No one would know it—because I’m ashamed—but I watch a lot of bad TV. Other people follow programs with plots, complicated characters, mystery and revelation, human frailties and dramatic redemptions. I watch “Mythbusters,” “Iron Chef,” and—my secret favorite—”What Not to Wear.”
When friends discover my viewing habits, I claim it’s secondhand TV, stuff my children watch and I overhear. But now my kids pass through the room groaning as I indulge failings they’ve conquered. Sitting in front of that stuff is occasionally okay for them, their rolling eyes imply, but I’m an educated man of refined tastes. They’re too polite to ask, but I know what they’re thinking, “Why do you give a crap about another tearful makeover?”
Yet, make no mistake, I care deeply about makeovers. When Stacy London and Clinton Kelly (I know their surnames) caustically confront their victim’s sartorial drift, I feel for the “guest.” When the same person reappears a butterfly at the end of 30 minutes, wiping tears off her now perfectly lined eyes and waxing poetic about how these changes have been more than external, I know the kind cruelty of Stacy and Clinton’s method is wise. Whaddayaknow, they meant all the best all along. All the guest needed was some concerned companions to push her in the right direction and an appreciation of her body type and judicious tailoring.
You wouldn’t think I’d identify with these participants. I’m hardly a candidate for a makeover myself. First, the What not to Wear pair don’t do males—Clinton’s sarcasm might earn him a very unbecoming black eye—and, second, there’s not much to make Clinton and Stacy’s expertise necessary. While I’m more metrosexual than some, I spend as little time as possible keeping myself up and try to look nice without appearing to care. It’s absolutely okay for me to choose among six pairs of pants and twelve shirts, as long as I change my underwear and keep my shoes something like polished. And I haven’t lost my way or suffer from diminished confidence because I’ve quietly given up on me-time. My dreams of a new haircut evaporate at the sight of the first bald man. I have hair. I’m lucky.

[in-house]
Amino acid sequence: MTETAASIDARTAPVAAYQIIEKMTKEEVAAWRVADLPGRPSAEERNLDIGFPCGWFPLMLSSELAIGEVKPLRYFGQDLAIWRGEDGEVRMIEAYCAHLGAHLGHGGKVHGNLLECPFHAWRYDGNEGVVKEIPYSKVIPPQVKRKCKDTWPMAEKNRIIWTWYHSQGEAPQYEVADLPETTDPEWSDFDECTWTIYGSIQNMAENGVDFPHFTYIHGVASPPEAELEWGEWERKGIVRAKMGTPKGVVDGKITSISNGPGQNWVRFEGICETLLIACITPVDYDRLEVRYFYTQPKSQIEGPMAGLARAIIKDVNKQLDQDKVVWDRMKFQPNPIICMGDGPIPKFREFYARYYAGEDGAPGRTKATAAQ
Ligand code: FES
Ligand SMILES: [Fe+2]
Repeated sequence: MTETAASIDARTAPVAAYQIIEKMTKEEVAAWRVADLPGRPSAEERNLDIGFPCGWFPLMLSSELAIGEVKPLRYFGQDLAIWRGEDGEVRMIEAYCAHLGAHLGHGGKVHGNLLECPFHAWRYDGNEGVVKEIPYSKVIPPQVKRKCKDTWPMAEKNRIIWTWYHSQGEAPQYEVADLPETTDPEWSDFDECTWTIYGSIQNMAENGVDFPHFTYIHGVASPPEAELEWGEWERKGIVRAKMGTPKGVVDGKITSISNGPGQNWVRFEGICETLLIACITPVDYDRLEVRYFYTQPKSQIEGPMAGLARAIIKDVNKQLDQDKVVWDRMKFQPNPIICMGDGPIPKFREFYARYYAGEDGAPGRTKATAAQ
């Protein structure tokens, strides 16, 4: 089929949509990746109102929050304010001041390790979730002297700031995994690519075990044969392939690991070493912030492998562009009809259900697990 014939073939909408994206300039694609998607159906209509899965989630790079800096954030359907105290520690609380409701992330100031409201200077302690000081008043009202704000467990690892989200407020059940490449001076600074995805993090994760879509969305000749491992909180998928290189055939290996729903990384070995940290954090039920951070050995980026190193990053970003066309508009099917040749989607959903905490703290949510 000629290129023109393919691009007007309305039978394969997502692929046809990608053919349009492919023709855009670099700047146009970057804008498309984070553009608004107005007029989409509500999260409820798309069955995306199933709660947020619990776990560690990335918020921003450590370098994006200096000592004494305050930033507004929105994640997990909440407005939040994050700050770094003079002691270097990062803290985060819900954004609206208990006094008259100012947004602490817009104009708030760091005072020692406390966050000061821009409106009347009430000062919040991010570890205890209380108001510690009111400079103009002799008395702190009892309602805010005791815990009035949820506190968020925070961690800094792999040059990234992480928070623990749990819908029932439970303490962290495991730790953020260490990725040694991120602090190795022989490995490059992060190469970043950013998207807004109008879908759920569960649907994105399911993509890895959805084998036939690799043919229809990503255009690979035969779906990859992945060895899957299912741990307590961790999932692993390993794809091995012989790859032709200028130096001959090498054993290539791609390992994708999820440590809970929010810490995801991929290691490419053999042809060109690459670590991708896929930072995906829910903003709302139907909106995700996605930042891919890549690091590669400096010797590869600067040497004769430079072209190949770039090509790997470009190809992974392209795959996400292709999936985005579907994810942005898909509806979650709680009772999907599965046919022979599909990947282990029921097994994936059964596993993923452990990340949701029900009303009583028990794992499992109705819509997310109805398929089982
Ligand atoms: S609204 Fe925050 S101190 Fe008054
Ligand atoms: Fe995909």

So why do I watch? I’d like to believe I’m above the brazen manipulation of a makeover story, but maybe I need some possibility in my life too, if not for me than for someone else, someone—I’m always convinced—deserves it. I like getting to know these women. They do what we all do, spend energy burying dissatisfaction instead of doing something about it. They think it’s petty to want a new dress because what they really want, and are ashamed to want, is to be noticed, valued, loved. That, anyone can identify with.
Look at me, I’m not ready to confess I’m a fan of “What Not to Wear” on Facebook—because that’s kind of weird—but wouldn’t it be better if I could come out of my closet —with or without all my outdated and wrong clothes—and admit I want to start over, to love myself without remorse? Maybe I’m rationalizing my lowbrow tastes, but couldn’t we all use a makeover sometimes…and a $5000 Bank of America credit card to make it possible?